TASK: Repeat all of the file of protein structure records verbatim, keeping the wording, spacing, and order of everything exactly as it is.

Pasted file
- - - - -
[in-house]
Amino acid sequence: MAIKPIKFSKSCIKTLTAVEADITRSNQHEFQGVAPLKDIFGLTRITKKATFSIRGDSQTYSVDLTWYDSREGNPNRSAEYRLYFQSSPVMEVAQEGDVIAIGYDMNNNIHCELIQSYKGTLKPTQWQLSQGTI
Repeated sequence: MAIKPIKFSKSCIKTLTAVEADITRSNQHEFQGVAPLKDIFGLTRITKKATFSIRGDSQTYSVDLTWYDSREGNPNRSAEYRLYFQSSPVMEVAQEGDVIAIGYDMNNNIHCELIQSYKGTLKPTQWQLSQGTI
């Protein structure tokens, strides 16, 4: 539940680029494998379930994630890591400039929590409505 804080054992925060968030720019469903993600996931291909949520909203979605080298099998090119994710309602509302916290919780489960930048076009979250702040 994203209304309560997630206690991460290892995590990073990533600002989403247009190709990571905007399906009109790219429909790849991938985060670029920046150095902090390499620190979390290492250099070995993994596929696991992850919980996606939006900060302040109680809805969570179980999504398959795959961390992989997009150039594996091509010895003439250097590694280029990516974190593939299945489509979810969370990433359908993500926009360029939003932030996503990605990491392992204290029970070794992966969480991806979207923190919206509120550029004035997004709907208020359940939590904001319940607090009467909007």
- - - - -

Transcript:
[in-house]
Amino acid sequence: MAIKPIKFSKSCIKTLTAVEADITRSNQHEFQGVAPLKDIFGLTRITKKATFSIRGDSQTYSVDLTWYDSREGNPNRSAEYRLYFQSSPVMEVAQEGDVIAIGYDMNNNIHCELIQSYKGTLKPTQWQLSQGTI
Repeated sequence: MAIKPIKFSKSCIKTLTAVEADITRSNQHEFQGVAPLKDIFGLTRITKKATFSIRGDSQTYSVDLTWYDSREGNPNRSAEYRLYFQSSPVMEVAQEGDVIAIGYDMNNNIHCELIQSYKGTLKPTQWQLSQGTI
């Protein structure tokens, strides 16, 4: 539940680029494998379930994630890591400039929590409505 804080054992925060968030720019469903993600996931291909949520909203979605080298099998090119994710309602509302916290919780489960930048076009979250702040 994203209304309560997630206690991460290892995590990073990533600002989403247009190709990571905007399906009109790219429909790849991938985060670029920046150095902090390499620190979390290492250099070995993994596929696991992850919980996606939006900060302040109680809805969570179980999504398959795959961390992989997009150039594996091509010895003439250097590694280029990516974190593939299945489509979810969370990433359908993500926009360029939003932030996503990605990491392992204290029970070794992966969480991806979207923190919206509120550029004035997004709907208020359940939590904001319940607090009467909007």